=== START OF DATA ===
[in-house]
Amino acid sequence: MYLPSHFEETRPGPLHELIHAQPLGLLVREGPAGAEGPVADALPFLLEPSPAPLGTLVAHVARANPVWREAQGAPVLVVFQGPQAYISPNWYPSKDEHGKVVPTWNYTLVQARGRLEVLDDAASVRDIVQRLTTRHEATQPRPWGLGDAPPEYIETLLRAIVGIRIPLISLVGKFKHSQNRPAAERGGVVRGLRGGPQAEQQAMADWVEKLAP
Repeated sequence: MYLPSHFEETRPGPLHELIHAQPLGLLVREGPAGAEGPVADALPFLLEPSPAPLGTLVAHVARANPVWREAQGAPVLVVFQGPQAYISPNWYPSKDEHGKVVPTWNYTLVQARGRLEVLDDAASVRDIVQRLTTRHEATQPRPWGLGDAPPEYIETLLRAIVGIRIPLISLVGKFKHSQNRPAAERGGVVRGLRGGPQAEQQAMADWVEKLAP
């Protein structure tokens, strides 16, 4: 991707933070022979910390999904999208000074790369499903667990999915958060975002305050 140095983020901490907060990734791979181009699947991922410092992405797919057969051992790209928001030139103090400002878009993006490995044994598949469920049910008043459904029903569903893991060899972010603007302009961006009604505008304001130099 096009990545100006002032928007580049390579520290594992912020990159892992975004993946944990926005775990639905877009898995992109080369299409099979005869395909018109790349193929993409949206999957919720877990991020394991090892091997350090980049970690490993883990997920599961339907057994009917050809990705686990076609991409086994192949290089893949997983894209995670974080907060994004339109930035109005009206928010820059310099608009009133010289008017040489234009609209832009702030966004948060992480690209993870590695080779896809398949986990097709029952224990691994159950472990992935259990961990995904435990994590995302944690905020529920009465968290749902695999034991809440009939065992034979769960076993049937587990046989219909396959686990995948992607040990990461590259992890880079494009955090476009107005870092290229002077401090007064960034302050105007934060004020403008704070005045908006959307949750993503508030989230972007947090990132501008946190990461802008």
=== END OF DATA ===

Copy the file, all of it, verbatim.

[in-house]
Amino acid sequence: MYLPSHFEETRPGPLHELIHAQPLGLLVREGPAGAEGPVADALPFLLEPSPAPLGTLVAHVARANPVWREAQGAPVLVVFQGPQAYISPNWYPSKDEHGKVVPTWNYTLVQARGRLEVLDDAASVRDIVQRLTTRHEATQPRPWGLGDAPPEYIETLLRAIVGIRIPLISLVGKFKHSQNRPAAERGGVVRGLRGGPQAEQQAMADWVEKLAP
Repeated sequence: MYLPSHFEETRPGPLHELIHAQPLGLLVREGPAGAEGPVADALPFLLEPSPAPLGTLVAHVARANPVWREAQGAPVLVVFQGPQAYISPNWYPSKDEHGKVVPTWNYTLVQARGRLEVLDDAASVRDIVQRLTTRHEATQPRPWGLGDAPPEYIETLLRAIVGIRIPLISLVGKFKHSQNRPAAERGGVVRGLRGGPQAEQQAMADWVEKLAP
């Protein structure tokens, strides 16, 4: 991707933070022979910390999904999208000074790369499903667990999915958060975002305050 140095983020901490907060990734791979181009699947991922410092992405797919057969051992790209928001030139103090400002878009993006490995044994598949469920049910008043459904029903569903893991060899972010603007302009961006009604505008304001130099 096009990545100006002032928007580049390579520290594992912020990159892992975004993946944990926005775990639905877009898995992109080369299409099979005869395909018109790349193929993409949206999957919720877990991020394991090892091997350090980049970690490993883990997920599961339907057994009917050809990705686990076609991409086994192949290089893949997983894209995670974080907060994004339109930035109005009206928010820059310099608009009133010289008017040489234009609209832009702030966004948060992480690209993870590695080779896809398949986990097709029952224990691994159950472990992935259990961990995904435990994590995302944690905020529920009465968290749902695999034991809440009939065992034979769960076993049937587990046989219909396959686990995948992607040990990461590259992890880079494009955090476009107005870092290229002077401090007064960034302050105007934060004020403008704070005045908006959307949750993503508030989230972007947090990132501008946190990461802008």